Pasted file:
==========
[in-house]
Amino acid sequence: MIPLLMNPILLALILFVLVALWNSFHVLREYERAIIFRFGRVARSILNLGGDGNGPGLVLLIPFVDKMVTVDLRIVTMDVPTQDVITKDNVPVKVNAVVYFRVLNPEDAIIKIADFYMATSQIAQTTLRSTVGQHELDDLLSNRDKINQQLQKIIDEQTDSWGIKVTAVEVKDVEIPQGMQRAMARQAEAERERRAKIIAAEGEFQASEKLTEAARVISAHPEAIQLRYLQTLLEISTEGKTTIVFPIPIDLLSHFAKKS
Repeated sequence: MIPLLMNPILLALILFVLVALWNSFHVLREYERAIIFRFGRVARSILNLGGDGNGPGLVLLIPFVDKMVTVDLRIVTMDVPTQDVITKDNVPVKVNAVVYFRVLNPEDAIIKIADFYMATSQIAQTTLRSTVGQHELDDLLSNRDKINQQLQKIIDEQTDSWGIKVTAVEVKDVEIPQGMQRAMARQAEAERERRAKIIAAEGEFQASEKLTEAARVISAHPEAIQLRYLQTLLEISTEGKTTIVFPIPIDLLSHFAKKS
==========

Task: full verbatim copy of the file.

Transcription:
[in-house]
Amino acid sequence: MIPLLMNPILLALILFVLVALWNSFHVLREYERAIIFRFGRVARSILNLGGDGNGPGLVLLIPFVDKMVTVDLRIVTMDVPTQDVITKDNVPVKVNAVVYFRVLNPEDAIIKIADFYMATSQIAQTTLRSTVGQHELDDLLSNRDKINQQLQKIIDEQTDSWGIKVTAVEVKDVEIPQGMQRAMARQAEAERERRAKIIAAEGEFQASEKLTEAARVISAHPEAIQLRYLQTLLEISTEGKTTIVFPIPIDLLSHFAKKS
Repeated sequence: MIPLLMNPILLALILFVLVALWNSFHVLREYERAIIFRFGRVARSILNLGGDGNGPGLVLLIPFVDKMVTVDLRIVTMDVPTQDVITKDNVPVKVNAVVYFRVLNPEDAIIKIADFYMATSQIAQTTLRSTVGQHELDDLLSNRDKINQQLQKIIDEQTDSWGIKVTAVEVKDVEIPQGMQRAMARQAEAERERRAKIIAAEGEFQASEKLTEAARVISAHPEAIQLRYLQTLLEISTEGKTTIVFPIPIDLLSHFAKKS